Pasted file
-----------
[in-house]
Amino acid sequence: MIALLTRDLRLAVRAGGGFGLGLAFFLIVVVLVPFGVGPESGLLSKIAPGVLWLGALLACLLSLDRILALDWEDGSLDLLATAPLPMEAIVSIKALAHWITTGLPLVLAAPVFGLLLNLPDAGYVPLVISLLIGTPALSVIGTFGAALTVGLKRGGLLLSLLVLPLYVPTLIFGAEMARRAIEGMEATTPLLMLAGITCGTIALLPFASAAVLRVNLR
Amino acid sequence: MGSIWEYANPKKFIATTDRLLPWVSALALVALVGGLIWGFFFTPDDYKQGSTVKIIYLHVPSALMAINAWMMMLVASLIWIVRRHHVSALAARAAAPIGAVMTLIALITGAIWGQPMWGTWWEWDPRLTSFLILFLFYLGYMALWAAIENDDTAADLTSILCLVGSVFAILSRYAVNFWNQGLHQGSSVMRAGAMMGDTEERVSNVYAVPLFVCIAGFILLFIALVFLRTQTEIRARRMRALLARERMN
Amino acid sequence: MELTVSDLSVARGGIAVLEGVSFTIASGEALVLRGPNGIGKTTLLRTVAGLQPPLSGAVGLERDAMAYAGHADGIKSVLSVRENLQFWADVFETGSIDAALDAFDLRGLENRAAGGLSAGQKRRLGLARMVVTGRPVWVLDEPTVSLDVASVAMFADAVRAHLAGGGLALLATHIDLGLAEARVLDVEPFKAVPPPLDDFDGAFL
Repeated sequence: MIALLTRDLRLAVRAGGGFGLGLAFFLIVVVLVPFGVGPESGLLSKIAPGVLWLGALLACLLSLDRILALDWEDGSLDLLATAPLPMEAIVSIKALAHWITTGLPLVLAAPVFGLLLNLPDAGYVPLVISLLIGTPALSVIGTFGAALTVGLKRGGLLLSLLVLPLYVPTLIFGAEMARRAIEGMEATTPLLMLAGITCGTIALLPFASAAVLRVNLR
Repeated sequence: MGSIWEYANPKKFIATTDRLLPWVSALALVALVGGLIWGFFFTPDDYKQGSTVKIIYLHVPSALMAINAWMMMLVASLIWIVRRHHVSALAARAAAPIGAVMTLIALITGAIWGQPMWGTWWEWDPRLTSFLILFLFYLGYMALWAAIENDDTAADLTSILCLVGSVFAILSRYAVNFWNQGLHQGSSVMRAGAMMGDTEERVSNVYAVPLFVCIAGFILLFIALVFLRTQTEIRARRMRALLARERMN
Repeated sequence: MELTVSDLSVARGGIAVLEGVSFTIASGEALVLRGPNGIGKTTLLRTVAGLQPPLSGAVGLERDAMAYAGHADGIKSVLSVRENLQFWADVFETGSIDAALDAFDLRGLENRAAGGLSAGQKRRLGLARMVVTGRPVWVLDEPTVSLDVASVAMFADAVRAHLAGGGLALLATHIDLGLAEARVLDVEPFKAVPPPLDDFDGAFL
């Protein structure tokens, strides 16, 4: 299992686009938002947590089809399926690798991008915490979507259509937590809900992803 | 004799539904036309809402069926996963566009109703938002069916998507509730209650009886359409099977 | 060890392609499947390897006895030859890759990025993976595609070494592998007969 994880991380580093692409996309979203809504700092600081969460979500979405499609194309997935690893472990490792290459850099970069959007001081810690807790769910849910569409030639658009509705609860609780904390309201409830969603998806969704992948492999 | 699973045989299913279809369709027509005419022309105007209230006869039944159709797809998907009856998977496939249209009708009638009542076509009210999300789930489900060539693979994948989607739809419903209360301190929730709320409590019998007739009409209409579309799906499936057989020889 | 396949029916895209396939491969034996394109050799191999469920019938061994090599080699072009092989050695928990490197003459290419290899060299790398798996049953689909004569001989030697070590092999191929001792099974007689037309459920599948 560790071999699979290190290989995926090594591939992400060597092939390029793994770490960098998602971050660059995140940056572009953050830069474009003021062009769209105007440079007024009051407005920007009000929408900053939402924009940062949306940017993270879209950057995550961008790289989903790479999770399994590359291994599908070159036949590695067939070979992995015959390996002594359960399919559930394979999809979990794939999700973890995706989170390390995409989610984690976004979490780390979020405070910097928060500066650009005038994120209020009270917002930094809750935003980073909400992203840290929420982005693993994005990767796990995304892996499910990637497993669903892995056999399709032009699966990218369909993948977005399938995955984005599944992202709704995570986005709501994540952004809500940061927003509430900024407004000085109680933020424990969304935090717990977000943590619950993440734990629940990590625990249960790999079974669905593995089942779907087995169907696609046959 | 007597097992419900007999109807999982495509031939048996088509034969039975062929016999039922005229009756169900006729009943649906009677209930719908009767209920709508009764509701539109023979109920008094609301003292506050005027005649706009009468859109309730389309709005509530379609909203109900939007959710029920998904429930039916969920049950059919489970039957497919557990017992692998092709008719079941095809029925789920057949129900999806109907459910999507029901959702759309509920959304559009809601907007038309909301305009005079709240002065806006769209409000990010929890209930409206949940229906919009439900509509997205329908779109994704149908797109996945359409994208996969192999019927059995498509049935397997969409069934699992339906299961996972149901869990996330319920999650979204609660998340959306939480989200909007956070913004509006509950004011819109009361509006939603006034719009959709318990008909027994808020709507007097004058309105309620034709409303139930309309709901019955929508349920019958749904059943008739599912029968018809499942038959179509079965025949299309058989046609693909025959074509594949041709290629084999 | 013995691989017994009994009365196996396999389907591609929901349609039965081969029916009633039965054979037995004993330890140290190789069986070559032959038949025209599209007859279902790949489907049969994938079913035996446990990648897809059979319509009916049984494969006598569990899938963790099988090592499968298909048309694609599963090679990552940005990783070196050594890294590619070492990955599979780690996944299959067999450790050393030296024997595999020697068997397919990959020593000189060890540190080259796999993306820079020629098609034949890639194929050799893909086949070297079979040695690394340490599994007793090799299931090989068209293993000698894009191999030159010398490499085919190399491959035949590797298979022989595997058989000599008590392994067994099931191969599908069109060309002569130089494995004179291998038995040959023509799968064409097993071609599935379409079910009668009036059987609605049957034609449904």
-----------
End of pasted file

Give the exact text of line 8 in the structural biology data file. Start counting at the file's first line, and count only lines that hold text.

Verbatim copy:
């Protein structure tokens, strides 16, 4: 299992686009938002947590089809399926690798991008915490979507259509937590809900992803 | 004799539904036309809402069926996963566009109703938002069916998507509730209650009886359409099977 | 060890392609499947390897006895030859890759990025993976595609070494592998007969 994880991380580093692409996309979203809504700092600081969460979500979405499609194309997935690893472990490792290459850099970069959007001081810690807790769910849910569409030639658009509705609860609780904390309201409830969603998806969704992948492999 | 699973045989299913279809369709027509005419022309105007209230006869039944159709797809998907009856998977496939249209009708009638009542076509009210999300789930489900060539693979994948989607739809419903209360301190929730709320409590019998007739009409209409579309799906499936057989020889 | 396949029916895209396939491969034996394109050799191999469920019938061994090599080699072009092989050695928990490197003459290419290899060299790398798996049953689909004569001989030697070590092999191929001792099974007689037309459920599948 560790071999699979290190290989995926090594591939992400060597092939390029793994770490960098998602971050660059995140940056572009953050830069474009003021062009769209105007440079007024009051407005920007009000929408900053939402924009940062949306940017993270879209950057995550961008790289989903790479999770399994590359291994599908070159036949590695067939070979992995015959390996002594359960399919559930394979999809979990794939999700973890995706989170390390995409989610984690976004979490780390979020405070910097928060500066650009005038994120209020009270917002930094809750935003980073909400992203840290929420982005693993994005990767796990995304892996499910990637497993669903892995056999399709032009699966990218369909993948977005399938995955984005599944992202709704995570986005709501994540952004809500940061927003509430900024407004000085109680933020424990969304935090717990977000943590619950993440734990629940990590625990249960790999079974669905593995089942779907087995169907696609046959 | 007597097992419900007999109807999982495509031939048996088509034969039975062929016999039922005229009756169900006729009943649906009677209930719908009767209920709508009764509701539109023979109920008094609301003292506050005027005649706009009468859109309730389309709005509530379609909203109900939007959710029920998904429930039916969920049950059919489970039957497919557990017992692998092709008719079941095809029925789920057949129900999806109907459910999507029901959702759309509920959304559009809601907007038309909301305009005079709240002065806006769209409000990010929890209930409206949940229906919009439900509509997205329908779109994704149908797109996945359409994208996969192999019927059995498509049935397997969409069934699992339906299961996972149901869990996330319920999650979204609660998340959306939480989200909007956070913004509006509950004011819109009361509006939603006034719009959709318990008909027994808020709507007097004058309105309620034709409303139930309309709901019955929508349920019958749904059943008739599912029968018809499942038959179509079965025949299309058989046609693909025959074509594949041709290629084999 | 013995691989017994009994009365196996396999389907591609929901349609039965081969029916009633039965054979037995004993330890140290190789069986070559032959038949025209599209007859279902790949489907049969994938079913035996446990990648897809059979319509009916049984494969006598569990899938963790099988090592499968298909048309694609599963090679990552940005990783070196050594890294590619070492990955599979780690996944299959067999450790050393030296024997595999020697068997397919990959020593000189060890540190080259796999993306820079020629098609034949890639194929050799893909086949070297079979040695690394340490599994007793090799299931090989068209293993000698894009191999030159010398490499085919190399491959035949590797298979022989595997058989000599008590392994067994099931191969599908069109060309002569130089494995004179291998038995040959023509799968064409097993071609599935379409079910009668009036059987609605049957034609449904």